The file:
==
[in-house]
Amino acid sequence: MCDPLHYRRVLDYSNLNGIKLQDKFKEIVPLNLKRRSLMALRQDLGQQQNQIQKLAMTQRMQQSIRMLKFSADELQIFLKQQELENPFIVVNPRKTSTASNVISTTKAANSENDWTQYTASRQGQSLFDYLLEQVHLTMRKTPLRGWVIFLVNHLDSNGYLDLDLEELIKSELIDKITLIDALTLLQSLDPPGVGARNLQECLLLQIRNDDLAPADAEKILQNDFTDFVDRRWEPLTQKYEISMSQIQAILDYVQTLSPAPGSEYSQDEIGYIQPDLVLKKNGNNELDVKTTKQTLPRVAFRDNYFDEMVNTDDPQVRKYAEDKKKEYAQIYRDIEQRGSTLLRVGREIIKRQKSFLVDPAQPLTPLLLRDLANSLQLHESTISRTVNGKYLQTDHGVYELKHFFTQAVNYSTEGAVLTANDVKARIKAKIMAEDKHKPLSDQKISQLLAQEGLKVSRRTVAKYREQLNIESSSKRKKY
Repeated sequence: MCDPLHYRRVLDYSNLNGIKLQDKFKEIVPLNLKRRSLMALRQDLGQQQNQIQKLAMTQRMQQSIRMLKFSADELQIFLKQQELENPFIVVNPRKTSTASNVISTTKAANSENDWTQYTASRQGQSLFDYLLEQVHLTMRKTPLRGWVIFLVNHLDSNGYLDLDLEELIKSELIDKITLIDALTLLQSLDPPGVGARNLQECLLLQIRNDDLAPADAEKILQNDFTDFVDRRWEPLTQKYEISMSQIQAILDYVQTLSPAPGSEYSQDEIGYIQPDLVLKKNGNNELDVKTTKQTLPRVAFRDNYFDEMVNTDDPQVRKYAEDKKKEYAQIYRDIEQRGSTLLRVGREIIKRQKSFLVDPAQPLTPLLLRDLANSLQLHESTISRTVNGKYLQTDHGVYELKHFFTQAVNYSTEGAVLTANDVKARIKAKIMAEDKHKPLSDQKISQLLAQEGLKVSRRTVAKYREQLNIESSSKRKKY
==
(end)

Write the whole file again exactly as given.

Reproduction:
[in-house]
Amino acid sequence: MCDPLHYRRVLDYSNLNGIKLQDKFKEIVPLNLKRRSLMALRQDLGQQQNQIQKLAMTQRMQQSIRMLKFSADELQIFLKQQELENPFIVVNPRKTSTASNVISTTKAANSENDWTQYTASRQGQSLFDYLLEQVHLTMRKTPLRGWVIFLVNHLDSNGYLDLDLEELIKSELIDKITLIDALTLLQSLDPPGVGARNLQECLLLQIRNDDLAPADAEKILQNDFTDFVDRRWEPLTQKYEISMSQIQAILDYVQTLSPAPGSEYSQDEIGYIQPDLVLKKNGNNELDVKTTKQTLPRVAFRDNYFDEMVNTDDPQVRKYAEDKKKEYAQIYRDIEQRGSTLLRVGREIIKRQKSFLVDPAQPLTPLLLRDLANSLQLHESTISRTVNGKYLQTDHGVYELKHFFTQAVNYSTEGAVLTANDVKARIKAKIMAEDKHKPLSDQKISQLLAQEGLKVSRRTVAKYREQLNIESSSKRKKY
Repeated sequence: MCDPLHYRRVLDYSNLNGIKLQDKFKEIVPLNLKRRSLMALRQDLGQQQNQIQKLAMTQRMQQSIRMLKFSADELQIFLKQQELENPFIVVNPRKTSTASNVISTTKAANSENDWTQYTASRQGQSLFDYLLEQVHLTMRKTPLRGWVIFLVNHLDSNGYLDLDLEELIKSELIDKITLIDALTLLQSLDPPGVGARNLQECLLLQIRNDDLAPADAEKILQNDFTDFVDRRWEPLTQKYEISMSQIQAILDYVQTLSPAPGSEYSQDEIGYIQPDLVLKKNGNNELDVKTTKQTLPRVAFRDNYFDEMVNTDDPQVRKYAEDKKKEYAQIYRDIEQRGSTLLRVGREIIKRQKSFLVDPAQPLTPLLLRDLANSLQLHESTISRTVNGKYLQTDHGVYELKHFFTQAVNYSTEGAVLTANDVKARIKAKIMAEDKHKPLSDQKISQLLAQEGLKVSRRTVAKYREQLNIESSSKRKKY